Former acting CoP exits TTPS without fanfare

The content originally appeared on: News Americas Now

Black Immigrant Daily News

The content originally appeared on: Trinidad and Tobago Newsday

In this file photo, former acting CoP McDonald Jacob speakes at a press conference at Police Administration Building. – File photo/Darren Bahaw

ACTING Commissioner of Police (CoP) McDonald Jacob on Saturday said goodbye to the rank and file of the police service.

He did so in a WhatsApp message to heads and commanding officers which was shared with other officers.

Jacob said it was a pleasure to have been a member of the police service for the last 42 years.

He was appointed to lead the police service after the end of Gary Griffith’s three-year tenure in 2021.

Griffith had accused Jacob of dismantling several initiatives which utilised technology in the fight against crime and under Jacob’s tenure in 2022 the country recorded its highest murder tally of 605. The Opposition had been critical of his performance and accused him of pandering to the ruling PNM.

In a statement on Saturday, Griffith claimed Jacob shut down over 200 policies he implemented and fired the team “that was responsible for the record reductions in crime” during his tenure. He said Jacob “oversaw the worst murder figures in our country’s history, is now advocating that his successor, keeps the policies and procedures that he put in place, after he is gone.”

“So not only is he not showing any remorse for the disastrous and key role he played in getting us to where we are at now, he wants us to remain on course so that the ‘work’ he did to severely damage us, is completed…absolutely insane.”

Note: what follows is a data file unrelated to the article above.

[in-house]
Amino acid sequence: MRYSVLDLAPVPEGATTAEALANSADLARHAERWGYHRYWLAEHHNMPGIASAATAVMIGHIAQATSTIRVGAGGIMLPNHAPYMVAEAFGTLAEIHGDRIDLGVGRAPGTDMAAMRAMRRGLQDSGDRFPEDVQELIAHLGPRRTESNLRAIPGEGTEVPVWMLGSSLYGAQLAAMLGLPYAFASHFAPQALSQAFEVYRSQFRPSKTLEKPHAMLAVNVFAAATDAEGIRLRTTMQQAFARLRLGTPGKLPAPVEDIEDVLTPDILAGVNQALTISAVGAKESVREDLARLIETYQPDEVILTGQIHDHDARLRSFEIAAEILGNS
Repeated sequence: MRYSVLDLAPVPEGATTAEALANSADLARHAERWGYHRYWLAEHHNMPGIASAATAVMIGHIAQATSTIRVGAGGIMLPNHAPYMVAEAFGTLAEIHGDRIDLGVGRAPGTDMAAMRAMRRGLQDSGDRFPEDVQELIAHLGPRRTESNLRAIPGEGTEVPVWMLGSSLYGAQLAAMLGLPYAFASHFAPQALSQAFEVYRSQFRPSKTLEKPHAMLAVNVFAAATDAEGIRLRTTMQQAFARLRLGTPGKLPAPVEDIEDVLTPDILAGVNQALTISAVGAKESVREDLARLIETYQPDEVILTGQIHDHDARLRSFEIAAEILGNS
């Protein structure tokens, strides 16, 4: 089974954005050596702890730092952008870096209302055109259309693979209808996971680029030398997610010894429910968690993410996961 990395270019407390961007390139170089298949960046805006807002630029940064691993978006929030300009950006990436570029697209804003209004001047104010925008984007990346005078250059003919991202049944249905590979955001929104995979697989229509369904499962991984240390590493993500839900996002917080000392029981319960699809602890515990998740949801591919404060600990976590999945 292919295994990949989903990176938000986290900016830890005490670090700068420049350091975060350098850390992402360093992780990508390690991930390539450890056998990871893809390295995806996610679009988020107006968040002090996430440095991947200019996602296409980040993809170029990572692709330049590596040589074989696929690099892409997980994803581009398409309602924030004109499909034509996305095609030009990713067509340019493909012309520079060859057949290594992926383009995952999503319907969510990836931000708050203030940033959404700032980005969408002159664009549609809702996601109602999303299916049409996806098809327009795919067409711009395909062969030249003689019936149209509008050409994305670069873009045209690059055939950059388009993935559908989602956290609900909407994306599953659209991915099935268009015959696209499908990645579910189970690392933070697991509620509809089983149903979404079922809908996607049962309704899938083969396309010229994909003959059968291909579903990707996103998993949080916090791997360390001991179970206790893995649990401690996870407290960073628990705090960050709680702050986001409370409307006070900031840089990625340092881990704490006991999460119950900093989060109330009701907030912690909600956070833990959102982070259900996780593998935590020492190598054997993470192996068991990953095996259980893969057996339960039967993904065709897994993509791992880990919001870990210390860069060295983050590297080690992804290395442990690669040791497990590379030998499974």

Jacob is credited for implementing the active, direct grid patrols revamping the highway patrol unit to a task force, splitting the northern division into two for better management and setting up the Special Evidence Recovery Unit in Cumuto to aid in getting faster analysis on firearms and ballistics.

While acknowledging the many challenges he faced during that time, he described his career as a police officer to have been quite pleasurable.

Jacob remained convinced that the police will continue to protect and serve TT to the best of their ability.

“As I take my exit from the TTPS, I am of the firm view that the TTPS consist of many officers with the necessary skills, talent, knowledge and expertise.”

He said, “This will allow the organisation to be further propelled to a continued higher level of professionalism in dealing with the challenges that confront the internal and external environment of the organisation.”

Jacob was opposed to any effort to reinvent the wheel within the service.

“Please do not make the traditional error of looking to start all over as we have already laid the foundation with several initiatives in place that only requires further enhancement which will make TT a safer place.”

Jacob said the police must continuously be looked at as “a learning organisation where empowerment and training will be the foundation for our success.”

He urged all police officers “to continue and even more aggressively, support the administration now led by (acting) CoP Erla Christopher which is paramount for the triumph of this organisation.”

Jacob said he remains willing to help the police service in any way he can.

“I think you are all aware of my competencies and I standby willing to provide the assistance any one may require.”

Jacob was appointed a deputy commissioner of police (DCP) in April 2021 by a contract for three years but the Police Service Commission subsequently determined the contract was null and void on the basis that he was still a serving officer, on leave, when he was recruited. He was then given an extension in office under Section 75 of the Police Service Act which had to be evaluated every 12 months before it is extended. Jacob celebrated his 61st birthday on Saturday. He had been on vacation since the first weel of December, 2022.

In his place, acting DCP Christopher was appointed.

Christopher faces a similar position as she turns 60 in May and will need Cabinet’s approval to remain in the service beyond that.

Newsday was told that Jacob is expected to seek legal redress if his term as DCP is cut short because of Cabinet’s inaction to extend his tenure.

Legal sources said he will be claiming for the remaining 15 months on his contract as DCP.